A judge’s recent decision that Stony Brook administrators illegally bypassed its legislative oversight board has startling implications. Whether Stanley and the council were truly ignorant of the role the oversight council is supposed to have, or whether the council just quietly accepted his brazen bypass can be debated. The fact is the university’s administration is a government agency with the ability to spend hundreds of millions of taxpayer and tuition dollars, and this council was instituted as an independent board to act as a check on big changes and developments at Stony Brook. In this instance it has failed miserably.

Facing a financial crisis, cuts to academics should be made absolutely last, but it’s one of the very first Stanley and his administration pursued. Months before hiring a consulting firm to explore where money could be saved, the administration went forth with slashing programs, cutting staff and virtually closed an entire campus full of classrooms. This last act left hundreds of students turned away in disappointment upon learning of the abrupt closure.

The mere fact that the university points to a council meeting that came months after the decision came down is flat out deplorable; both far too little, and too late. The judge ruled that Stanley made a hasty move and if the university’s checkbook was bleeding so badly, the council should have been made fully aware earlier. Having conducted interviews with a few councilmembers, it appears that the council is so out of the loop that it casts doubt over their ability to make informed decisions.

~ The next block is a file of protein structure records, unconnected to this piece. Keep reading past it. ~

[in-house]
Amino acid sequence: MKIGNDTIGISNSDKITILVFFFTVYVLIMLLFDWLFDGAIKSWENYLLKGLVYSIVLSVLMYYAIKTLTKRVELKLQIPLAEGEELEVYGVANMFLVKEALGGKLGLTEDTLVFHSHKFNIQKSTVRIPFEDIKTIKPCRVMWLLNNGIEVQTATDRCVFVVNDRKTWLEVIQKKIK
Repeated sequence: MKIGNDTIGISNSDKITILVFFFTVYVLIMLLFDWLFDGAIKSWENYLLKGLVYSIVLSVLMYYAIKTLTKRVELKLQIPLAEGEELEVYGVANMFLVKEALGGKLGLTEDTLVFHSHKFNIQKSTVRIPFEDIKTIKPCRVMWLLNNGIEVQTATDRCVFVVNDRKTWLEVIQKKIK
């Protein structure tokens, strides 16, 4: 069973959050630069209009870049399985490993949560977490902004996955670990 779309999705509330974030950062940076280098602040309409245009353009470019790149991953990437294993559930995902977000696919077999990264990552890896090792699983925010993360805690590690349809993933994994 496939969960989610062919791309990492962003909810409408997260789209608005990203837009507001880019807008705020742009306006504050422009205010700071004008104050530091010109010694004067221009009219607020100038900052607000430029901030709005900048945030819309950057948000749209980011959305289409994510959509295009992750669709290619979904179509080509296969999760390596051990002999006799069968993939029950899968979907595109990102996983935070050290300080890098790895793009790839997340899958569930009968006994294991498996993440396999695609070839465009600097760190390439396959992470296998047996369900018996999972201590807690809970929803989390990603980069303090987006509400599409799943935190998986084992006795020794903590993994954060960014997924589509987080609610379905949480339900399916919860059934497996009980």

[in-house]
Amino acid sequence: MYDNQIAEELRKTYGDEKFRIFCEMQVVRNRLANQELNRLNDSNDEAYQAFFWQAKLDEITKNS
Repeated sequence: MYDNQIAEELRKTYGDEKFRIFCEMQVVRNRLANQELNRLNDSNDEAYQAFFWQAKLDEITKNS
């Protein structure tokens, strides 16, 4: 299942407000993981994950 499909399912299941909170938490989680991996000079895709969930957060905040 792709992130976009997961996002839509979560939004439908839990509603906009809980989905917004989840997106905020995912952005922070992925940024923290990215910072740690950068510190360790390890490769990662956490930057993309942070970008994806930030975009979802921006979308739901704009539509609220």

Back in May, council members sat in quiet acceptance as Stanley glossed over his decision not a single objection was raised. It appears either the council is uninformed and wholly removed from university operations or that they simply have failed to weigh the outcome of shutting down Southampton. Stanley said at the time that while it was too early tell, he thought they would grow to embrace the vast academic opportunities at main campus. But it’s a campus they didn’t apply to, and many of the students who made the switch have expressed thick resentment to the forced adjustment.

These developments have serious implications for the future of the university: without oversight, university administrators can slash and spend as they see fit. Imagine tomorrow Stanley announces your major will be scrapped, and if you want to get your degree you can move 50 miles west to New York City to graduate, and many of your favorite professors won’t be around anymore. It may seem farfetched but apparently, it could happen to you.

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